Students are not learning, but teachers are told they’re doing their jobs effectively. This oxymoron is not new in American education, but recent teacher evaluation laws were supposed to demolish it by better aligning teacher evaluation scores and student learning outcomes.
The problem is: the laws aren’t working as intended. Even with new laws in place, the vast majority of teachers across the country continue to receive a rating equivalent to effective or higher. A new report from the National Council on Teacher Quality (NCTQ) provides a new explanation for the phenomenon.
The report reveals that in almost all states, there are teachers who receive an overall evaluation score of “effective” or “highly effective” despite receiving a low score for leading students to academic achievement. This is possible because these teachers receive high scores on other parts of the evaluation such as principal and peer observations, student and parent surveys, and other district and state measures. As NCTQ’s new report details, the guidance and rules that structure states’ evaluation laws allow teachers who receive uneven scores throughout their evaluation to still be rated as effective practitioners — even when data show their students are not learning.
NCTQ’s report provides a new opportunity to discuss the negative consequences of misalignment between teacher evaluation and student learning outcomes. The following are a few damaging outcomes of such misalignment: Continue reading
Conversations about teacher professional development are rarely uplifting: professional development largely does not meet teachers’ needs, few teachers are satisfied with professional development offerings, and principals are concerned about the efficacy of professional development. The list goes on and on. Unfortunately, TNTP’s new report—The Mirage: Confronting the Hard Truth About Our Quest for Teacher Development—does little to bring optimism to the discussion.
The Mirage details an uncomfortable truth: as much as everyone from Capitol Hill policymakers to school instructional coaches wishes they knew how to help teachers improve, they don’t. TNTP’s research squashes the widely-held belief that good professional development practices are known, they just haven’t been put to scale. It’s a shocking point that many will be talking about in the days and weeks to come. If you want to sound smart joining in on conversations about The Mirage, here are some helpful talking points that scratch its surface:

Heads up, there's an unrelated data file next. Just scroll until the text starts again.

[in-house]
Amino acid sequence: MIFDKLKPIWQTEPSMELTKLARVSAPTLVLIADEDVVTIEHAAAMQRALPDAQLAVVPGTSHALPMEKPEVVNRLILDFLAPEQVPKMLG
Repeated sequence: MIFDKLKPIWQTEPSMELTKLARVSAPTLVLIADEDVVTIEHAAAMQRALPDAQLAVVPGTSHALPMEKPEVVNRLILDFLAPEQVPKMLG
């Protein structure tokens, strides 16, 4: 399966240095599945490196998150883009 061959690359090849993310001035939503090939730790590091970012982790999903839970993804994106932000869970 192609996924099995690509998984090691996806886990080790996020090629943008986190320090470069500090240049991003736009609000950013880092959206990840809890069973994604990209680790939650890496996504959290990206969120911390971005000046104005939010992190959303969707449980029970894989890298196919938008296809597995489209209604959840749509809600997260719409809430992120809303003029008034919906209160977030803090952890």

Districts spend a lot on teacher development. The districts in The Mirage spend an average of nearly $18,000 per teacher, per year, or six to nine percent of the districts’ annual operating budget, on development efforts (the charter management organization in the report spends an average of $33,000 per teacher or 15 percent of its annual budget). This figure includes staff time and resources that are intended to improve instruction either directly or indirectly. At this rate, TNTP calculates that the largest 50 school districts in the U.S. devote at least $8 billion to teacher development.
But money isn’t resulting in improvement. As measured by evaluation scores, most teachers do not improve substantially year to year. Only 30 percent of teachers that TNTP studied improved their performance substantially over a two to three year period. TNTP could not find anything that distinguished teachers who improved from teachers who did not improve. The professional development activities they participated in and the frequency with which they participated in them were virtually identical between teachers who improved and those who didn’t improve. These two groups of teachers also had strikingly similar perceptions and beliefs about development.